Q: How can I test if I’m allergic to lube or condoms?
A: This is a tricky topic. Like with many allergies, the quickest way to find out if you’re allergic to something is by exposing yourself to it. The problem is that, especially for those with vaginas, it can be uncomfortable, painful, and even dangerous. If you suspect or even fear you might be allergic to condoms or lube, here are some helpful tips to keep yourself safe.
For condoms, it’s a little simpler because there aren’t as many mysterious ingredients as there can be with lube. Start with a non-lubricated latex condom, or a latex glove. Either hold it in your hand, or put the glove on. No itching and burning? No trouble breathing? Then you’re probably alright.
Here’s another important thing, too: if you think you’re allergic to latex condoms, but the last latex condom you tried was over five years ago, you may want to try again. With the exposure of the side effects of nonoxynol-9 (spermicide) on mucous membranes becoming more widely known, many companies are pulling it from their pre-lubed condoms. Symptoms of a nonoxynol-9 reaction are usually a sharp pain, itching, or burning. If you have had trouble breathing or an anaphylactic reaction, that’s probably still a latex allergy and we don’t recommend re-testing. Stick to polyisoprene condoms, like Lifestyles SKYN, or polyurethane ones, like Trojan Bareskin Supra.
An interesting thing to note: healthcare workers have a much higher rate of latex allergy than the general public. While you may not be a healthcare worker, it’s important to note because it could mean that constant exposure will increase the likelihood of having an allergic reaction.
If you’re really nervous about it, you can always see an allergist or immunologist. Latex is something they will test for in many allergy tests, especially in blood tests. You will need to specifically ask to have it done though.
I have a whole slew of allergies. My skin has reactions to Aveeno, so you can see that finding the right lube can be a real nightmare for someone like me. You don’t want to buy a big tub of lube and then bring it home and find out you’re allergic, right?
My go-to test is to put it on the inside of my elbow. This has worked 99% of the time. You can read about the terrifying time when it didn’t work in my review of WET Wow arousal gel. While the inner arm is just about as sensitive as your skin is going to get, the vagina is a labyrinth of sensitive mucous membranes. It may respond very differently, just as getting a little table pepper on your skin feels like nothing but getting it up your nose is excruciating.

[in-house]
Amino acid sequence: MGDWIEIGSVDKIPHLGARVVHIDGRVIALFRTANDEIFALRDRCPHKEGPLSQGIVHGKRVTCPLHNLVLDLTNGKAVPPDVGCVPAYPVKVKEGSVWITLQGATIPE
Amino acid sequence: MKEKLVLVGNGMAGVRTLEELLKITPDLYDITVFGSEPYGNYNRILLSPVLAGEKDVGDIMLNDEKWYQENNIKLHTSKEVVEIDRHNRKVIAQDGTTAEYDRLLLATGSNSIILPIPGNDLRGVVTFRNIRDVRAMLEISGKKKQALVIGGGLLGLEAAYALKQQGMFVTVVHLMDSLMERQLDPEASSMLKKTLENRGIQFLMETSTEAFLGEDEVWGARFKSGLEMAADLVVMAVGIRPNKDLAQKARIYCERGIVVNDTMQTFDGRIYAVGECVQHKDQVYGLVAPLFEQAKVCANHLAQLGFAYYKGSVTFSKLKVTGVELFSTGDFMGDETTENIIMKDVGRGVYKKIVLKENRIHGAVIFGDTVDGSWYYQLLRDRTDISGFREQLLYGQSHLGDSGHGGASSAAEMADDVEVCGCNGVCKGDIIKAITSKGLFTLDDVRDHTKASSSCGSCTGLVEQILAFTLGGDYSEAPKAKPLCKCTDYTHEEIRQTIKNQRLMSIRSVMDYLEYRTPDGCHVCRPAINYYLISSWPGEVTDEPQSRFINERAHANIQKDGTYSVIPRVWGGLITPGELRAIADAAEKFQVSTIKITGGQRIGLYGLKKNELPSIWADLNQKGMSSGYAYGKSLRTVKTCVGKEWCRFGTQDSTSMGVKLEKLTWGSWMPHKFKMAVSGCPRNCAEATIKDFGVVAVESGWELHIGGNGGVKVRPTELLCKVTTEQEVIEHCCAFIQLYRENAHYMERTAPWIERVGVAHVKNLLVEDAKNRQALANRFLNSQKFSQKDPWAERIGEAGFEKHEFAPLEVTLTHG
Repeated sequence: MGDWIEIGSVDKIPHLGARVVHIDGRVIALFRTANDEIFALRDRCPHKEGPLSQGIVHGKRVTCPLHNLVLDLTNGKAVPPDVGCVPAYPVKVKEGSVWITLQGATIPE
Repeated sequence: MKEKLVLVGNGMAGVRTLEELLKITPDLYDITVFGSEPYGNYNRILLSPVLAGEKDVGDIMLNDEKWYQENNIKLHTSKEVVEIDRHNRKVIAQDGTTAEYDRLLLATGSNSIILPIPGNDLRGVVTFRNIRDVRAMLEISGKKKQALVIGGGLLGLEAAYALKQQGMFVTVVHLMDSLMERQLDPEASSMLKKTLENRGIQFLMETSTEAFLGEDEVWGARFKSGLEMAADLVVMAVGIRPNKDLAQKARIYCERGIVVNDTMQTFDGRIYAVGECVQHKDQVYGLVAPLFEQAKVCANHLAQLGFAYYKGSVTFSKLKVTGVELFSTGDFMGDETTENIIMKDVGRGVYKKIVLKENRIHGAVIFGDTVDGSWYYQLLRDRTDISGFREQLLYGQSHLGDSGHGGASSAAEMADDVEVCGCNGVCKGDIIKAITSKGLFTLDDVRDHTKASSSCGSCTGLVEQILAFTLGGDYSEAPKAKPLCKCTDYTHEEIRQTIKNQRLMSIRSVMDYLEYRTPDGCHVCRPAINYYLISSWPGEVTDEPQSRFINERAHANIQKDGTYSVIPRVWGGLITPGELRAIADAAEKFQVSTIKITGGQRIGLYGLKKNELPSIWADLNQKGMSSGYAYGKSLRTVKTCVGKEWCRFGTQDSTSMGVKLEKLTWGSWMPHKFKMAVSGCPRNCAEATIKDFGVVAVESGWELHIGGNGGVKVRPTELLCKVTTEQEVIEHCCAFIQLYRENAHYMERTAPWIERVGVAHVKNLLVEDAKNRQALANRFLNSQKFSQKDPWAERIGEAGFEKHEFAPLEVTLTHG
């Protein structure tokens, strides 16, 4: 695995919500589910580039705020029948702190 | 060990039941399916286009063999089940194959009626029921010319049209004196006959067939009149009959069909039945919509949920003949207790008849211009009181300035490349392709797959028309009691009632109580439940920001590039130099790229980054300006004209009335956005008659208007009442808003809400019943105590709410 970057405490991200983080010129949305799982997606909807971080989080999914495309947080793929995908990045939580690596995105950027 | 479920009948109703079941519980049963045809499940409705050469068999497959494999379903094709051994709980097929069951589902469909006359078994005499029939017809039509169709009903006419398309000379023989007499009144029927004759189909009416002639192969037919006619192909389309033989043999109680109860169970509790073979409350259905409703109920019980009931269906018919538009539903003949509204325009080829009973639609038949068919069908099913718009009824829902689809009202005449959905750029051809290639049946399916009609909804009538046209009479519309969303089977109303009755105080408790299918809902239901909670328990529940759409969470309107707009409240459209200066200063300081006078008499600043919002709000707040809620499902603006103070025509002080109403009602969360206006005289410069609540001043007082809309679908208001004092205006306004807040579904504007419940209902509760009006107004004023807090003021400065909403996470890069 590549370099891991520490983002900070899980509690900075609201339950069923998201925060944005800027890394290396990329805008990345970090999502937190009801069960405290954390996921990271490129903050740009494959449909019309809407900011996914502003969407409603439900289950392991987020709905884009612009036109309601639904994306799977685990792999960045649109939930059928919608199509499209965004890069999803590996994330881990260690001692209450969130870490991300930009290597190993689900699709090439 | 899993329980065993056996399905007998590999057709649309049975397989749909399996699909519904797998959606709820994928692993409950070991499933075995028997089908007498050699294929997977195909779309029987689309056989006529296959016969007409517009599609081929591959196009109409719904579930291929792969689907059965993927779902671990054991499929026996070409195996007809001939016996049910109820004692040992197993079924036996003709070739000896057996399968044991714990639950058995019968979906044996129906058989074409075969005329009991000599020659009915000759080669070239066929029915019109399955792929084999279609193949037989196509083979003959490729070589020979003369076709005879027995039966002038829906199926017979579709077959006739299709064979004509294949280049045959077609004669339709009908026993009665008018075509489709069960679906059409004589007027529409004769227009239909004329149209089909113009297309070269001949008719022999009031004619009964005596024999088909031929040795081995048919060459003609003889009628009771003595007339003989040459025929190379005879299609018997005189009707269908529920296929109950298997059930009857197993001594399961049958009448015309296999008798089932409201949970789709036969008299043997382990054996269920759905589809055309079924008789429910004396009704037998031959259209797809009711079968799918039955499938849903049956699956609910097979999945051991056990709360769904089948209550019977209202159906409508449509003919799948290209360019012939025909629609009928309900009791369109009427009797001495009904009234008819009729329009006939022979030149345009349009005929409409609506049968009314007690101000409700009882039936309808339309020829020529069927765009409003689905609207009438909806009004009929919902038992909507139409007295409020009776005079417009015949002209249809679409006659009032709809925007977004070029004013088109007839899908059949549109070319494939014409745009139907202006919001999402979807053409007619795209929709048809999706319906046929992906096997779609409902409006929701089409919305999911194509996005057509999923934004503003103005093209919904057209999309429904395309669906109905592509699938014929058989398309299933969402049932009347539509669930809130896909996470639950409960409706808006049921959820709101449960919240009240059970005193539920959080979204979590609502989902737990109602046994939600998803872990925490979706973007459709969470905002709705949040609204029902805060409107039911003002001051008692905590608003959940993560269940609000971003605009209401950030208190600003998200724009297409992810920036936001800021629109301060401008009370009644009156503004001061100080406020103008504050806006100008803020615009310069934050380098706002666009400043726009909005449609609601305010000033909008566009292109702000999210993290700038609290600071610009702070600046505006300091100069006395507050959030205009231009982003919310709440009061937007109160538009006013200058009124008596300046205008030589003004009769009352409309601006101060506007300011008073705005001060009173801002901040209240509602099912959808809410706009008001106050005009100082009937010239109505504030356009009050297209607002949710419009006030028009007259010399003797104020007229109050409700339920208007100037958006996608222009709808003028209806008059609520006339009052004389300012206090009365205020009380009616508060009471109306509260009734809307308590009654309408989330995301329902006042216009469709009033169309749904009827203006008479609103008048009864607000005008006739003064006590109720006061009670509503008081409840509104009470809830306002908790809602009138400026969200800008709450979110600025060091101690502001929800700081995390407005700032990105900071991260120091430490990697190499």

Silicone is often regarded as a hypoallergenic lube because it’s very, very rare to have a silicone allergy, and most silicone lubes only consist of a couple different types of silicone which make up the entirety of the lube, whereas water-based lubes can often have many different ingredients.
It’s very difficult for an allergist or immunologist to test for lube allergies because lubes have many different ingredients. Additionally, certain ingredients can do things to your biology that might not be covered in an allergy test– for example, many women who have repeated yeast infections may determine that it is the glycerine in lubes that is causing them. A scratch or blood test would not be able to detect this.
If the elbow skin tests makes you nervous but you still need a lube, try something more neutral. Liquid Silk is highly rated for women who are prone to allergies and infections. I personally use it when I use latex condoms and have never had any problems, but it does have parabens in it, which some people are uncomfortable with. An all natural alternative is coconut oil, which I also use with my Trojan Lambskins and on many of my toys. But you should keep the coconut oil away from latex and polyisoprene condoms– it will degrade them.